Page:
GERALD W HILL
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HONORED ON PANEL 5W, LINE 31 OF THE WALL

GERALD WILLIAM HILL

WALL NAME

GERALD W HILL

PANEL / LINE

5W/31

DATE OF BIRTH

10/09/1950

CASUALTY PROVINCE

BINH DINH

DATE OF CASUALTY

01/07/1971

HOME OF RECORD

MILFORD

COUNTY OF RECORD

Clermont County

STATE

OH

BRANCH OF SERVICE

ARMY

RANK

SP4

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Contact Details

REMEMBRANCES

LEFT FOR GERALD WILLIAM HILL
POSTED ON 12.9.2022
POSTED BY: John Fabris

honoring you...

Thank you for your service to our country so long ago sir. The remembrance from Wayne Knutson is especially meaningful to me as I participated in the Reading of the Names ceremony celebrating the 40th anniversary of the dedication of The Wall last month. As long as you are remembered you will remain in our hearts forever….
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POSTED ON 9.24.2022
POSTED BY: ANON

72

Never forgotten.

HOOAH
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POSTED ON 10.7.2021
POSTED BY: ANON

Never Forgotten

HOOAH
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POSTED ON 11.7.2020

Final Mission of SP4 Gerald W. Hill

Landing Zone Uplift was a 1st Cavalry Division base on Highway QL-1, approximately five miles north of Phu My in Binh Dịnh Province, RVN. In early 1971, LZ Uplift maintained a LRRP Platoon (Long-Range Reconnaissance Patrol) employed by E Company, 1st Battalion, 503rd Infantry, 173rd Airborne Brigade. The “Lurp” platoon containing three six-man teams that were well-armed and patrolled deep into enemy held territory. The missions generally followed intelligence reports generated by the Battalion S-2 (Intelligence) and S-3 (Operations) officers. Teams were mostly inserted by helicopter into the target area; however, many times they would walk off the base if the mission was into an adjacent area. Frequently, they would be accompanied by a Kit Carson scouts, former Viet Cong defectors who served as intelligence scouts for American infantry units. Vital communications were maintained with Forward Air Control fixed-wing aircraft. They coordinated close air support for immediate extraction if a team was compromised or had completed their mission. In early January 1971, a six-man team including a Kit Carson scout walked off LZ Uplift for a three-day mission. On January 7, 1971, while returning to Uplift, the radioman, SP4 Richard E. Tabor, transmitted that the team was “in contact.” No other transmissions were heard. Helicopter gunships were scrambled and soon reported seeing five bodies on a road. When an American line unit reached the team, all were dead with bullet wounds to the head. Their Kit Carson was not with them. The lost team members included Tabor, team leader SSG Stephen E. Boots, SP4 Rick S. Brown, SP4 Gerald W. Hill, and PFC Russel C. Nelson. All the Americans’ weapons were missing, and their rucksacks had been rifled through. The other E Company teams were devastated by the loss and were suspicious that the missing Kit Carson may have somehow compromised the team. Several days later, he appeared on another U.S. firebase where he was interrogated, then relocated for his own safety. E Company had little time to grieve as more missions needed to be completed, and the team was quickly replaced. There were two posthumous promotions in the wake of the loss: Brown was promoted to Sergeant and Nelson to Corporal. Several days after the incident, a memorial service was conducted at Uplift for the fallen team members by the Battalion chaplain. [Taken from coffeltdatabase.org, and information provided by Richard Coogan (July 2020)]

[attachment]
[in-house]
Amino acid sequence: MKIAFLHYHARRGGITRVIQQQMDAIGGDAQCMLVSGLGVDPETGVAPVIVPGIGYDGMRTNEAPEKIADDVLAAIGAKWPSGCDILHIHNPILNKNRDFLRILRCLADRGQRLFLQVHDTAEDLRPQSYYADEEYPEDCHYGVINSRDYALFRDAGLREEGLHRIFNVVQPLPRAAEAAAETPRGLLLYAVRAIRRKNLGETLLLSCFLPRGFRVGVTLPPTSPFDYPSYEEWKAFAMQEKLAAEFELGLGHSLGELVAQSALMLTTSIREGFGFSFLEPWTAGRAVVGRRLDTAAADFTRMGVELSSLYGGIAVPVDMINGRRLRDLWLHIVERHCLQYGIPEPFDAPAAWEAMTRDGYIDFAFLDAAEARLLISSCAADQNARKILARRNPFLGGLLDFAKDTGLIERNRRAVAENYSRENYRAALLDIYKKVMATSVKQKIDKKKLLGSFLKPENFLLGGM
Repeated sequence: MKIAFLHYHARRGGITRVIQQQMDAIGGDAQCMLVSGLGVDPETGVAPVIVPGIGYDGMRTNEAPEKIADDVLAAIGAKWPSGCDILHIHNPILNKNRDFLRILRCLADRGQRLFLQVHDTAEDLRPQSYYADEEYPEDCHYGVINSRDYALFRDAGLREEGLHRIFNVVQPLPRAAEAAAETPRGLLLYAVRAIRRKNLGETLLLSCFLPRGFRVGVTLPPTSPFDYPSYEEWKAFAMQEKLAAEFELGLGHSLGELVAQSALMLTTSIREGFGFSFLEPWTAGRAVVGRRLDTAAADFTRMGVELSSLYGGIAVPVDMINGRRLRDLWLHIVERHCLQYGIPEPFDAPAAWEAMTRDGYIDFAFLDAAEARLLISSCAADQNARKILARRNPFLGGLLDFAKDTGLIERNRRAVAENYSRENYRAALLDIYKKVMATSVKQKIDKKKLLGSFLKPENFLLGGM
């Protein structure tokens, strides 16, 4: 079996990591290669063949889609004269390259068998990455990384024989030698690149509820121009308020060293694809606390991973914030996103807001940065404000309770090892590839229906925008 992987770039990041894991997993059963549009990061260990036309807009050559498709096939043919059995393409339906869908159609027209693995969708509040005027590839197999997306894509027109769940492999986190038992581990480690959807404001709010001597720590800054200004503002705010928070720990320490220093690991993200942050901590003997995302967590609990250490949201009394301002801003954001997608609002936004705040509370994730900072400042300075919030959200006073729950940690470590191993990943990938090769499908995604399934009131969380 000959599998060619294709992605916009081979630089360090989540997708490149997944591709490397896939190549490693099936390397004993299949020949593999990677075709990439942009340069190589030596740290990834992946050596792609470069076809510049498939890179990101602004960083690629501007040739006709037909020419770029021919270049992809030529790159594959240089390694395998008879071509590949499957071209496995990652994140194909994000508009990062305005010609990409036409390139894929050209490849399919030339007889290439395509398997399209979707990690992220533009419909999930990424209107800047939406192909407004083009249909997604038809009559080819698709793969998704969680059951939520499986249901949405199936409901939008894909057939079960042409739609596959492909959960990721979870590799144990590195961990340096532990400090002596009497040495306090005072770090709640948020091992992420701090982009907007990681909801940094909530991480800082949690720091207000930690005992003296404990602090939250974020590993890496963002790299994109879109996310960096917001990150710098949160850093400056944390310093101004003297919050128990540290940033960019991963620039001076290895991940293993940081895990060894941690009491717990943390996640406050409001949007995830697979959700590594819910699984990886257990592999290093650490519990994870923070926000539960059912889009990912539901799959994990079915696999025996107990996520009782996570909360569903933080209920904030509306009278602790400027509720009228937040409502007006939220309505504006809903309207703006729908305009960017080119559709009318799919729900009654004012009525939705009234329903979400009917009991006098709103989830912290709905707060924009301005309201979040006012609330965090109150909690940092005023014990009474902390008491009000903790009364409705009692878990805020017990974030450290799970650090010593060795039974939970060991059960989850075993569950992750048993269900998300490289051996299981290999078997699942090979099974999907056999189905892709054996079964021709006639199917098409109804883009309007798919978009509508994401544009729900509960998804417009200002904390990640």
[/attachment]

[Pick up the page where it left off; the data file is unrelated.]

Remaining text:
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POSTED ON 10.5.2020
POSTED BY: ANON

Never forgotten

On the remembrance of your 70th birthday, your sacrifice is not forgotten.

HOOAH
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